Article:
Training for safe mental health reporting

Nathan from The Black Dog Institute, Bec and Alex from Mindframe, and Maja and Seryn from LifeSpan Murrumbidgee.

Nathan from The Black Dog Institute, Bec and Alex from Mindframe, and Maja and Seryn from LifeSpan Murrumbidgee.

LifeSpan Murrumbidgee and Murrumbidgee Primary Health Network (MPHN) today hosted training to encourage responsible, accurate and sensitive representation of mental illness and suicide in the public arena.

MPHN CEO Melissa Neal said providing evidence-based training and guidance to communicate safely about suicide can assist to increase help-seeking behaviour and reduce the impact of stigma.

“In partnership with LifeSpan, we are pleased to bring the Australian Government’s Mindframe National Media Initiative to our region to help reduce risk and harm to vulnerable members of our communities.

“The Mindframe Plus program has been designed to support the work of Lifespan by providing training to local mental health spokespeople, first responders, communications personnel, social media writers, and people who talk about suicide and suicide prevention,” Ms Neal said.

“We know responsible reporting in the media can reduce suicide rates and in providing safe, quality media coverage, improve awareness and help seeking. This training helps LifeSpan sites and communities manage that conversation with local media outlets,” Dr Fiona Shand, Research Director of LifeSpan at The Black Dog Institute said.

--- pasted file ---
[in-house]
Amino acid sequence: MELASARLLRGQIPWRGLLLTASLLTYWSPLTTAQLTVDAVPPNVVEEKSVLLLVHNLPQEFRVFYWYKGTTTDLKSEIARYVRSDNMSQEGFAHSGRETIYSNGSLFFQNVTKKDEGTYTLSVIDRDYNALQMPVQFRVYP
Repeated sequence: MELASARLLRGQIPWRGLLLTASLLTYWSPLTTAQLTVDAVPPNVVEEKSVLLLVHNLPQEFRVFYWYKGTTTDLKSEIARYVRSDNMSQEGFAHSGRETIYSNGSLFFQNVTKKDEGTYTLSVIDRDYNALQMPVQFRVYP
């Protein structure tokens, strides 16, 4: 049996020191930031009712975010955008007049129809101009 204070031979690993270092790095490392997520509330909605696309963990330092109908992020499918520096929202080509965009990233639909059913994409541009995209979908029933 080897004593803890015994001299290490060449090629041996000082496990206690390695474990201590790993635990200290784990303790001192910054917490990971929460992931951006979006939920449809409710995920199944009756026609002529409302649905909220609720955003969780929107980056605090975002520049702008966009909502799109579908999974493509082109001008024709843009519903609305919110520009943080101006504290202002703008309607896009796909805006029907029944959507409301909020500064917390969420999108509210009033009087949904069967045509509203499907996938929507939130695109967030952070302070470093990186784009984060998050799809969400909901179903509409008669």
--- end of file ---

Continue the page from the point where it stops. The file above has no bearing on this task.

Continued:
The Mindframe Plus training was delivered to various representatives of local organisations including: Murrumbidgee Local Health District, Wellways Australia, Headspace, Intereach, Wagga Family Support Service, Riverina Police District, Department of Education, ACON, members from regional Local Health Advisory Committees, Wagga Wagga City Council, Leeton Shire Council, Narrandera Shire Council, Temora Shire Council and Lockhart Shire Council.

During this week Mindframe media training will be provided in-person to media outlets and journalists in our region including Wagga Wagga, Griffith, Leeton and Albury; providing support to perform safe media reporting, portrayal and communication about suicide, mental ill-health, alcohol and other drugs, Ms Neal said.

Anyone who is experiencing a mental health emergency (themselves or others) should call Murrumbidgee’s Accessline 1800 800 944, Lifeline 13 11 14 or call 000.

Debbie Angel